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The Rise Of The North Italian Violin Concerto 1690-1740 Vol 3 - The Golden Age


Release Date: 08/26/2008 
Label:  Avie   Catalog #: 2154   Spars Code: n/a 
Composer:  Antonio VivaldiPietro Antonio LocatelliGiovanni Battista SammartiniGiuseppe Tartini
Performer:  Adrian Chandler
Conductor:  Adrian Chandler
Orchestra/Ensemble:  La Serenissima
Number of Discs: 1 
Recorded in: Stereo 
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Notes and Editorial Reviews



THE RISE OF THE NORTH ITALIAN VIOLIN CONCERTO: 1690–1740, VOL. 3 Adrian Chandler (vn); dir; La Serenissima (period instruments) AVIE 2154 (79:35)


VIVALDI Concerto in F, RV 569. Concerto in D, RV 562a. LOCATELLI Concerto da chiesa in c, op. 4/11. Concerto in F, Read more class="ARIAL12">op. 4/12. SAMMARTINI Concerto in E?, J 73. TARTINI Violin Concerto in B?, D 117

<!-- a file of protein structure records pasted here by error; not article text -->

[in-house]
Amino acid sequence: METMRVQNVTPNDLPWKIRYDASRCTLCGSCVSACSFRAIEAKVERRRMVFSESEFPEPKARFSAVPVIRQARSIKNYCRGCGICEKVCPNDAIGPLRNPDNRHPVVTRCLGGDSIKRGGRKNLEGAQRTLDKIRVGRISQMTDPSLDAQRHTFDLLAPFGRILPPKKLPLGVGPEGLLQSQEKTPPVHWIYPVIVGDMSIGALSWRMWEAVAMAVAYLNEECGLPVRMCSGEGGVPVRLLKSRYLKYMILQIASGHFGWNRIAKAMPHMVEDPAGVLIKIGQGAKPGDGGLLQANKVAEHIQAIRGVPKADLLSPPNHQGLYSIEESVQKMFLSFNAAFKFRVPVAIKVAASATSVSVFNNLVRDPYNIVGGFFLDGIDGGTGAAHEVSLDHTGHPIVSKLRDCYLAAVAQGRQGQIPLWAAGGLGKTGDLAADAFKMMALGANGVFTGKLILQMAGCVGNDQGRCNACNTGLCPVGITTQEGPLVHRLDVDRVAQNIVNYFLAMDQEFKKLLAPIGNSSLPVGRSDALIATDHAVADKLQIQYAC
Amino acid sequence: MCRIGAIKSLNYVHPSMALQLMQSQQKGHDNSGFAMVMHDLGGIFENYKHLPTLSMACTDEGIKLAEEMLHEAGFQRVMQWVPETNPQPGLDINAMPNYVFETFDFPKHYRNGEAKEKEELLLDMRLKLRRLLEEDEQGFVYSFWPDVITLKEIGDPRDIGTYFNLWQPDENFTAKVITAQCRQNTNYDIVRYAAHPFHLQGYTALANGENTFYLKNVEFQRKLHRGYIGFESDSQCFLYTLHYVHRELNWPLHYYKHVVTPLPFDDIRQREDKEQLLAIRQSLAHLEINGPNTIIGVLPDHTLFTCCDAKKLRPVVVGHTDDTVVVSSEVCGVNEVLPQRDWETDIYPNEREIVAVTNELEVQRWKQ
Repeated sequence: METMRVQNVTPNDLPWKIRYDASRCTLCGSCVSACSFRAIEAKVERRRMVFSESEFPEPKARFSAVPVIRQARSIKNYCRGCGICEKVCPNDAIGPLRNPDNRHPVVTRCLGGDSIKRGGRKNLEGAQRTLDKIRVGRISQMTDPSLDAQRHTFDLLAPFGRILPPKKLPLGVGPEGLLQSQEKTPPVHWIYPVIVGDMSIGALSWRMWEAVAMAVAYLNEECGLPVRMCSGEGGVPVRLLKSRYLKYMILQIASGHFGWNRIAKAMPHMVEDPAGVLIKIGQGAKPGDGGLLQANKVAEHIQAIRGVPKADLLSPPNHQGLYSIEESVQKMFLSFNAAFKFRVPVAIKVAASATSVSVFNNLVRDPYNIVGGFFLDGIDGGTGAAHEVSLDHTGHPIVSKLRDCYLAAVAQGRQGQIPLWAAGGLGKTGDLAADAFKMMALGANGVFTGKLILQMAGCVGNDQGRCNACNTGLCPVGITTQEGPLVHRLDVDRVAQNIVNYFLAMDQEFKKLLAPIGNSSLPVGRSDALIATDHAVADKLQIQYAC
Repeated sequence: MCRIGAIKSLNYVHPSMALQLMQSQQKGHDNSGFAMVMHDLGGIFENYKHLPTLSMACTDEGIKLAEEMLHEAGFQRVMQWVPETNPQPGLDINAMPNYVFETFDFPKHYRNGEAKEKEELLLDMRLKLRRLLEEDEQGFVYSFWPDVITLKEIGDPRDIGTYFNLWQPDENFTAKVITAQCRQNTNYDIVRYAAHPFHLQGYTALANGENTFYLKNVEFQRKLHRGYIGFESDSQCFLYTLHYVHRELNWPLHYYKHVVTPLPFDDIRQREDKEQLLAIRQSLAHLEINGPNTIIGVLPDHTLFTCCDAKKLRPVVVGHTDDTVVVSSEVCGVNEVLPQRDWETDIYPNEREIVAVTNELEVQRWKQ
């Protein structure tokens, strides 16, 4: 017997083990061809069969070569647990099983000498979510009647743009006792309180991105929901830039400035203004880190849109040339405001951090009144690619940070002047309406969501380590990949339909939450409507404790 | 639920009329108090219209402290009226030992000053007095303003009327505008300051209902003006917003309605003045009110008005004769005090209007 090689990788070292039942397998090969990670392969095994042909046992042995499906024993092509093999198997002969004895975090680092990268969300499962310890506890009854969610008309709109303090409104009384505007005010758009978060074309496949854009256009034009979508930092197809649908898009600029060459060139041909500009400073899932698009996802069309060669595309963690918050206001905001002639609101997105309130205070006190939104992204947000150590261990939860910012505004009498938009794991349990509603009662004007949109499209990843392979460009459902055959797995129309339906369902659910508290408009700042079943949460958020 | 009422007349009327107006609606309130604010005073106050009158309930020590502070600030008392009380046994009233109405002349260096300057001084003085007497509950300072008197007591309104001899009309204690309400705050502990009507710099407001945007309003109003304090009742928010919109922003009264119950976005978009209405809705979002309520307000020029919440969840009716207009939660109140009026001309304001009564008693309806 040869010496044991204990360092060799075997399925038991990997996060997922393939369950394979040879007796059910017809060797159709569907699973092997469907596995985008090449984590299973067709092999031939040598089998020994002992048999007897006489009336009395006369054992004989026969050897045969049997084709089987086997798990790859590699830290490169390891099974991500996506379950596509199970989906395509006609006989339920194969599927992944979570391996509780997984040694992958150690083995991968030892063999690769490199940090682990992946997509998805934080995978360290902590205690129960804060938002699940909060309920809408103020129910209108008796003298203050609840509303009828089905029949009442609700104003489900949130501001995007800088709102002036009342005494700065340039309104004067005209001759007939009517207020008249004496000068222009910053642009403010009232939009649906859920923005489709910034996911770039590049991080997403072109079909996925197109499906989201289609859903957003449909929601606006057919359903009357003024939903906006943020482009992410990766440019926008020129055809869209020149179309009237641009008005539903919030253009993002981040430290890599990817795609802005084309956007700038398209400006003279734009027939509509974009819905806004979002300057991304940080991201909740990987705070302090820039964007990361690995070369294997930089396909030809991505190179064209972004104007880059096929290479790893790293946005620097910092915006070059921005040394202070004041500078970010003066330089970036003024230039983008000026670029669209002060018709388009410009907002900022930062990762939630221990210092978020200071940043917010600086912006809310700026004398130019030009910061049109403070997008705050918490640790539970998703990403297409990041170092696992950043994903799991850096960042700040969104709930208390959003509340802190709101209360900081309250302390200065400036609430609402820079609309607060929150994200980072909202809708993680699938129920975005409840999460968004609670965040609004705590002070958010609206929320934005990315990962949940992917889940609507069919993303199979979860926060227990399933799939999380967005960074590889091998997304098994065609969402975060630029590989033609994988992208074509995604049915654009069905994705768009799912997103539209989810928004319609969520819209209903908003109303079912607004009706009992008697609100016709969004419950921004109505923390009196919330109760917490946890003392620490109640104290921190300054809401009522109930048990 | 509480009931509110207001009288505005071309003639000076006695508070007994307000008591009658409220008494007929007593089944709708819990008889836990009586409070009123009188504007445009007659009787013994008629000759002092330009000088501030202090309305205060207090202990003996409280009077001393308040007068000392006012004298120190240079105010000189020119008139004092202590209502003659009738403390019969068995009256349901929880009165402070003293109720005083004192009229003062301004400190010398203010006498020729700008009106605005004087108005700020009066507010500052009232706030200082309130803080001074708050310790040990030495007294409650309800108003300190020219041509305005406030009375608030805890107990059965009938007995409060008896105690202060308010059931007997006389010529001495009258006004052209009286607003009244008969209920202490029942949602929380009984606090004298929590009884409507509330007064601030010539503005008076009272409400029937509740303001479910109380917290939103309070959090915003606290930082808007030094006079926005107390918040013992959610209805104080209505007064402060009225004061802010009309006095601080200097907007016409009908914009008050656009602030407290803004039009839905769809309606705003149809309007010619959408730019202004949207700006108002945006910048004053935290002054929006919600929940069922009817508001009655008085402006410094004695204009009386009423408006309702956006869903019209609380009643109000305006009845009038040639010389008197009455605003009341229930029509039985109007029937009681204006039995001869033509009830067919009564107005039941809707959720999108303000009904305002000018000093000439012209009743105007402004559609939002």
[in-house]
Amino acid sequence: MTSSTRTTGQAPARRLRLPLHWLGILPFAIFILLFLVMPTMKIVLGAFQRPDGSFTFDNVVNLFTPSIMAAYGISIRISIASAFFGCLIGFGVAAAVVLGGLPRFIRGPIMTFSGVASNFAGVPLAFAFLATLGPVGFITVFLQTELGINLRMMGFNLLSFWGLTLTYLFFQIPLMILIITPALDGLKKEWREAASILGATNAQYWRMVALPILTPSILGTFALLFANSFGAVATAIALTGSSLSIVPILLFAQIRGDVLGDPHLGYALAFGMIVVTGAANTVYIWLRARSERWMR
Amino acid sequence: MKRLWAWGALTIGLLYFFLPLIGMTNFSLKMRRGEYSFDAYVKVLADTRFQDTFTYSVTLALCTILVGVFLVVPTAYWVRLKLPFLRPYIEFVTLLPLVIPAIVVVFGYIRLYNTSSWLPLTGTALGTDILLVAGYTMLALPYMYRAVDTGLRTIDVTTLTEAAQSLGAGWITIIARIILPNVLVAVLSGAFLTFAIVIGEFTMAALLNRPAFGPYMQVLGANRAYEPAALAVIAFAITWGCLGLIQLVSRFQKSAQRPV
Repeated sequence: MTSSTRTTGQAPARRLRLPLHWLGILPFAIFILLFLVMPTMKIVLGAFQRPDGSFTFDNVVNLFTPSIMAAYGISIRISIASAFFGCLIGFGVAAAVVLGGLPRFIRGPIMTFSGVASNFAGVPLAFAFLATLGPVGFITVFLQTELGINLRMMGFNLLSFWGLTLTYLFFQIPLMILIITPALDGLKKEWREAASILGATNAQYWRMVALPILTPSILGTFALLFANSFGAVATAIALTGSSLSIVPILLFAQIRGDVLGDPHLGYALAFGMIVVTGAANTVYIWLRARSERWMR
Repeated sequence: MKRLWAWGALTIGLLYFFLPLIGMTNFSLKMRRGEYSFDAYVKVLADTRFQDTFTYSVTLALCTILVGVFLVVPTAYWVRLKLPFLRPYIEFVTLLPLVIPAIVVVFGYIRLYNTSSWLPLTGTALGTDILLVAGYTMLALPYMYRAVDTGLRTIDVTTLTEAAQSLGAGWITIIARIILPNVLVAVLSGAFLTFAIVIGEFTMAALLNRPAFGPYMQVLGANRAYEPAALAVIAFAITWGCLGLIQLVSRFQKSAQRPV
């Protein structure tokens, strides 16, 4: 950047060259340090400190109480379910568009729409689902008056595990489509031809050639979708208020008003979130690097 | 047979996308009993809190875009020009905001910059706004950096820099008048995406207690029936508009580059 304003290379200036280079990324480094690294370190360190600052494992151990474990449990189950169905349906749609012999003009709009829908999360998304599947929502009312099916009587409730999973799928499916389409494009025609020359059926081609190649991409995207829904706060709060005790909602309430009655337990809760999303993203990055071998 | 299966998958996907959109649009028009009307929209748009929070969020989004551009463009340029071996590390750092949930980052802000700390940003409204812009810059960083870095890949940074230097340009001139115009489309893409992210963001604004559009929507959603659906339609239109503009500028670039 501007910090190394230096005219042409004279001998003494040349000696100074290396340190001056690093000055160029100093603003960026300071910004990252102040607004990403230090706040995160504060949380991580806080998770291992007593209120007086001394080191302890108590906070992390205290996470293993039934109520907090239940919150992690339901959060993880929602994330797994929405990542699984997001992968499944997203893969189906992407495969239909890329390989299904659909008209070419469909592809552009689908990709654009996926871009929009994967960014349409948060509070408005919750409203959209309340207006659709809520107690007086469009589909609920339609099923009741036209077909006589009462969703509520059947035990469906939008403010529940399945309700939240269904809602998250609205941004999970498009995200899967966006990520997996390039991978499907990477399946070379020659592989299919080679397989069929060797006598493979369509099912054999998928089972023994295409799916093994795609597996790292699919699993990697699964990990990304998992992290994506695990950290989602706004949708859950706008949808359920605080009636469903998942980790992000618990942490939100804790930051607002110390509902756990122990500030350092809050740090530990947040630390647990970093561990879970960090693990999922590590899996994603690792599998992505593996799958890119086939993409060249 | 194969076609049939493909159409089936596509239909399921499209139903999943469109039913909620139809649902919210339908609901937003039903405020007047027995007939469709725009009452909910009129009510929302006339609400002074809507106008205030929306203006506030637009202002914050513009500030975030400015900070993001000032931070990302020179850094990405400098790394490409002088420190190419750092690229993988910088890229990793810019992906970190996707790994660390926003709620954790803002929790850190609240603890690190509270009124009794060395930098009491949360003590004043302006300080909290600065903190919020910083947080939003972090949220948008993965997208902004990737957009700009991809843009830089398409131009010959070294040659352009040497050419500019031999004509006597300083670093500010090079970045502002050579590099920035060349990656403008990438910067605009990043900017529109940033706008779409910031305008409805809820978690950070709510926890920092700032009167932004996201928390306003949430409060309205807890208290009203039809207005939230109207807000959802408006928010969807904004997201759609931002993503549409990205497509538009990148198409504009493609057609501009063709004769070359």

The third of Adrian Chandler’s three volumes devoted to the rise of the North Italian violin concerto comprises works by Antonio Vivaldi—in this case, in combination with brilliantly colorful groups of other instruments—and by composers of roughly the next generation, Pietro Locatelli, Giovanni Battista Sammartini, and Giuseppe Tartini. Although, as Chandler himself points out in his extensive notes, Vivaldi’s Concerto, RV 569, employs a complement of woodwinds that might be found later in Mozart’s violin concertos, the solo violinist still takes the lead, with Chandler’s (and, of course, Vivaldi’s) virtuosity benefiting from the splashy orchestral sonorities rather than having to fight its way through them. Locatelli’s multisectional Concerto da chiesa, op. 4/11, provides a strong contrast after Vivaldi’s, with the contrapuntal severity of its second movement and its generally greater sobriety (Chandler draws connections between this work and Locatelli’s pastoral Concerto for Christmas) and the diminished role of virtuosity (in it, two solo violas and a solo cello join the two solo violins in the manner of a concerto grosso). The other work by Locatelli in the collection, written for four violins (op. 4/12), also exhibits features of the concerto grosso, but the solos’ musical statements seem bolder and their atmosphere more bracing—yet hardly as bracing as the ambiance of Musica Antiqua Köln’s tart and crunchy performance on Archiv, 31:6, which, in some ways I might prefer for a single hearing, though it might not wear as well as a life companion. Sammartini’s two-movement Concerto, J 73, introduces ingratiating dialogue between the solo instruments, though the composer has also enhanced the tuttis with splashy sonorities. The solo violin dominates Tartini’s four-movement Concerto, which Chandler identifies as among the composer’s earliest surviving examples; but the tuttis also work out their thematic materials with notable rigor, often without the soloist’s participation. The slow movement offers an aria-like melody, which Chandler presents with unaffected though affecting sweetness. Vivaldi’s use of timpani in the Concerto, RV 562a, lends it an air of magisterial portentousness (Chandler relates that goatskin heads in use at the time produced a “cleaner” and more imposing sonority), but the solo violin part also contributes to the Concerto’s strutting swagger—not to mention the two oboes, bassoon, and horns.